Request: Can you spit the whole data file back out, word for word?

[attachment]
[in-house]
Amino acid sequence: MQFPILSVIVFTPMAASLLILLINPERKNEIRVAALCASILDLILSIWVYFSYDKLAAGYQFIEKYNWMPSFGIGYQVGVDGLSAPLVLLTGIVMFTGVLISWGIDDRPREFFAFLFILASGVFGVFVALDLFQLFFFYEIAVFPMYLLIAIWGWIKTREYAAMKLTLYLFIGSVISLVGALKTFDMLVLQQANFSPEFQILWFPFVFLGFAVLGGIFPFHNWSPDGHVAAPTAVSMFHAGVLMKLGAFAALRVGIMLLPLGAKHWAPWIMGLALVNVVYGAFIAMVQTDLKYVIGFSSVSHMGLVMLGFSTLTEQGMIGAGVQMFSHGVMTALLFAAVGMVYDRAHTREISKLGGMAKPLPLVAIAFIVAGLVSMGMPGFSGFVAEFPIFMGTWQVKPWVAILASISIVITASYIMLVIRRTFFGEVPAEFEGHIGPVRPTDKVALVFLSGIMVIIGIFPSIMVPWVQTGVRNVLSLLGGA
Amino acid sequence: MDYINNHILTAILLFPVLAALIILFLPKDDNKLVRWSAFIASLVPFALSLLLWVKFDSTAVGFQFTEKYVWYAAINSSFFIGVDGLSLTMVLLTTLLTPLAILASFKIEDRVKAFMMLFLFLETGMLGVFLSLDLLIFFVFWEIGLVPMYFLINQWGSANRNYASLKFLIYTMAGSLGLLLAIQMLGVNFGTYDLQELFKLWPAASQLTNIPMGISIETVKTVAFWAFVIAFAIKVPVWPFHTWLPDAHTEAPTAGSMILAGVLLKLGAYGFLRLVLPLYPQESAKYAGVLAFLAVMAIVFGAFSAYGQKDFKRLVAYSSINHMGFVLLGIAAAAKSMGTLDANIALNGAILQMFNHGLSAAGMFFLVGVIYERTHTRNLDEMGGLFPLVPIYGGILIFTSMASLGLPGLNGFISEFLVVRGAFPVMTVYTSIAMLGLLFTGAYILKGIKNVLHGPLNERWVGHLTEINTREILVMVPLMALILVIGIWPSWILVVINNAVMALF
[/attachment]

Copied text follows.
[in-house]
Amino acid sequence: MQFPILSVIVFTPMAASLLILLINPERKNEIRVAALCASILDLILSIWVYFSYDKLAAGYQFIEKYNWMPSFGIGYQVGVDGLSAPLVLLTGIVMFTGVLISWGIDDRPREFFAFLFILASGVFGVFVALDLFQLFFFYEIAVFPMYLLIAIWGWIKTREYAAMKLTLYLFIGSVISLVGALKTFDMLVLQQANFSPEFQILWFPFVFLGFAVLGGIFPFHNWSPDGHVAAPTAVSMFHAGVLMKLGAFAALRVGIMLLPLGAKHWAPWIMGLALVNVVYGAFIAMVQTDLKYVIGFSSVSHMGLVMLGFSTLTEQGMIGAGVQMFSHGVMTALLFAAVGMVYDRAHTREISKLGGMAKPLPLVAIAFIVAGLVSMGMPGFSGFVAEFPIFMGTWQVKPWVAILASISIVITASYIMLVIRRTFFGEVPAEFEGHIGPVRPTDKVALVFLSGIMVIIGIFPSIMVPWVQTGVRNVLSLLGGA
Amino acid sequence: MDYINNHILTAILLFPVLAALIILFLPKDDNKLVRWSAFIASLVPFALSLLLWVKFDSTAVGFQFTEKYVWYAAINSSFFIGVDGLSLTMVLLTTLLTPLAILASFKIEDRVKAFMMLFLFLETGMLGVFLSLDLLIFFVFWEIGLVPMYFLINQWGSANRNYASLKFLIYTMAGSLGLLLAIQMLGVNFGTYDLQELFKLWPAASQLTNIPMGISIETVKTVAFWAFVIAFAIKVPVWPFHTWLPDAHTEAPTAGSMILAGVLLKLGAYGFLRLVLPLYPQESAKYAGVLAFLAVMAIVFGAFSAYGQKDFKRLVAYSSINHMGFVLLGIAAAAKSMGTLDANIALNGAILQMFNHGLSAAGMFFLVGVIYERTHTRNLDEMGGLFPLVPIYGGILIFTSMASLGLPGLNGFISEFLVVRGAFPVMTVYTSIAMLGLLFTGAYILKGIKNVLHGPLNERWVGHLTEINTREILVMVPLMALILVIGIWPSWILVVINNAVMALF